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Californians leading the country in solar panel installations

image credit: “SMA Solar Technology AG”. In 2008, Californians installed double the capacity of solar power then the year before according to a report released today by the the California Solar Initiative (CSI). Homes and businesses installed 158 megawatts of photovoltaic capacity last year, despite the recession there is still a strong demand for residential solar electric systems. In December 2008 a record number of Californians put in rebate reservation forms, to secure incentives for their solar electric systems. Solar energy is not only successful in California because of it’s sunny climate, but more importantly the rebates they offer. For example, even though Los Angeles has more solar irradiation then San Fransisco, SF has more solar panels installs than LA. Since SF gives out a rebate on top of the CA state rebate and federal tax credit. Incentives are driving the demand for solar panels here in California. Other states have not put together incentive programs that can match California’s rebate program, why do you think that is? With record corporate layoffs this week and the economy continuing on a downward trend, what do you think is in store for solar power in california this...

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350w RSi SuperPV Glass displayed at go green expo

Over the weekend I stopped by the go green expo at the Los Angeles Convention Center. The most interesting solar power product I saw was the Rainbow Solar Incorporated (RSi) SuperPV Glass, which the company calls the “window of the future”. There are a few companies in the solar industry that are working on Building Integrated Photovoltaics (BIPV) which means implementing solar cells into existing building materials. What makes the PV Glass from RSi Solar unique is the company claims the 350w Solar PV Glass can not only produce electricity from sunlight but also generate electricity from the heat. Traditionally heat has been a problem for solar cells, since performance decreases as solar temperature increases, how does RSi turn the heat into electricity? That is pretty phenomenal, wouldn’t you agree? RSi representatives would not comment on how the panel RSi also had a thin film SolarPV Glass on display which allowed light to pass through but still generates electricity. According to the company the solar glass product line has efficiencies between 12 to 13%. Don’t expect RSi to sell their unique SolarPV Glass products directly to you, because they are in the business of licensing their technology to glass manufacturers who will turn the technology into finalized products. What do you think? Are you looking at the “window of the...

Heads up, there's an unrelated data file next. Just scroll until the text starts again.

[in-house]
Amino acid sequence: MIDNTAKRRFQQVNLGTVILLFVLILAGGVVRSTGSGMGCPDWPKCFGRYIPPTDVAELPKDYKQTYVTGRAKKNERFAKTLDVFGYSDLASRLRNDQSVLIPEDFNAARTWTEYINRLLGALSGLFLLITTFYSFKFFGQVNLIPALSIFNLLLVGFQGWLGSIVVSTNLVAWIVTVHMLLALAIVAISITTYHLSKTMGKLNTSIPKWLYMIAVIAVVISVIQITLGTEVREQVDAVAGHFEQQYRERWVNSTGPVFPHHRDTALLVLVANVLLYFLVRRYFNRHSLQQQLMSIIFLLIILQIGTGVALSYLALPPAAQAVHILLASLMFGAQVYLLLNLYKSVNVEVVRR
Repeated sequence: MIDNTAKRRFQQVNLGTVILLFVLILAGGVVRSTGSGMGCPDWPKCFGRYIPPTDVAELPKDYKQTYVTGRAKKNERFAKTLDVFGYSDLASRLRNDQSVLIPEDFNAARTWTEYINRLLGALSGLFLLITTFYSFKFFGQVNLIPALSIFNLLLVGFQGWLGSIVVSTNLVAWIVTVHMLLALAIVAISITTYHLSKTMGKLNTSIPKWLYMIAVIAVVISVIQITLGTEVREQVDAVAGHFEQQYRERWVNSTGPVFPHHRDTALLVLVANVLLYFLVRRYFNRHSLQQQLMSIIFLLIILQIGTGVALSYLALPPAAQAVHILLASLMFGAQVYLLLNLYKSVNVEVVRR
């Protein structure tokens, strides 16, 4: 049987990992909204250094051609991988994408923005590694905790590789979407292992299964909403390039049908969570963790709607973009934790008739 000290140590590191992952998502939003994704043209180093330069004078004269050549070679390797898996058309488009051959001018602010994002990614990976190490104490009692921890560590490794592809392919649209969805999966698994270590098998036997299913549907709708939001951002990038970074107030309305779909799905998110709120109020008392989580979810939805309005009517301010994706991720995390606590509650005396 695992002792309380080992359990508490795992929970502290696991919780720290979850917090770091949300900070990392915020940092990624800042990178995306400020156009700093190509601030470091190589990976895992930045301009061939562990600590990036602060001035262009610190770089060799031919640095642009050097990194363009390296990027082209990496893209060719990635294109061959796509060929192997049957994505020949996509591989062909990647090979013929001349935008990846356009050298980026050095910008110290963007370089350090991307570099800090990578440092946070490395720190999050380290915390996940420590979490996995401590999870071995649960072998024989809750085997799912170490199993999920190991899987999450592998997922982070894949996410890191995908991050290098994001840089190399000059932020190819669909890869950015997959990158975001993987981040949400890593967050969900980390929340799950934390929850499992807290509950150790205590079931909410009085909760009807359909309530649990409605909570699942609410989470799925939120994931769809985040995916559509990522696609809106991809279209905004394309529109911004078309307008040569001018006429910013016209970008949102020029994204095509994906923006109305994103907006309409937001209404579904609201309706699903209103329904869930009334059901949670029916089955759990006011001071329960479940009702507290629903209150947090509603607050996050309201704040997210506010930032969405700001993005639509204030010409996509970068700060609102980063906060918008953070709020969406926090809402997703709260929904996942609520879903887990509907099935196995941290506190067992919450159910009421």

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small solar panels make a big impact

I wanted to take today to highlight the important work of one of our 501(c)3 non-profit customers the Mujeres de Maíz Opportunity Foundation based out Sequim, Washington. The organization’s mission is to improve the lives of the indigenous young women of the Mujeres de Maíz en Resistencia Cooperative in one of the poorest states in Mexico called Chiapas. The cooperative is a group of seamstresses from eight villages in Chiapas, who get together every couple months to exchange knowledge and practice computer skills. Many of the streamstresses have to sew through the night which is difficult due to the lack of electrical power, which forces the streamstresses to use expensive and dangerous kerosene lamps. The Mujeres de Mujeres de Maíz Opportunity Foundation took an interesting approach to solve the lighting problem for the streamstresses by donating Everlite Solar Compact Spotlights which are basically a highly efficient LED light with a nickel-metal hydride battery and small solar panel. Now, thanks to the Mujeres de Maíz Opportunity Foundation, the streamstresses have access to solar electricity which replaces kerosene oil, an expensive item for the poor women to purchase. This is a great example how even the smallest scale of solar power can make a big impact for people in developing countries, don’t you agree? I think solar power has the largest opportunity to help the billions of people in the world who have no access to power, what do you think? Make a donation to Mujeres de Mujeres de Maíz Opportunity Foundation, as you can see from the foundation’s work they can turn a small donation into a big difference. A little money goes a long way in...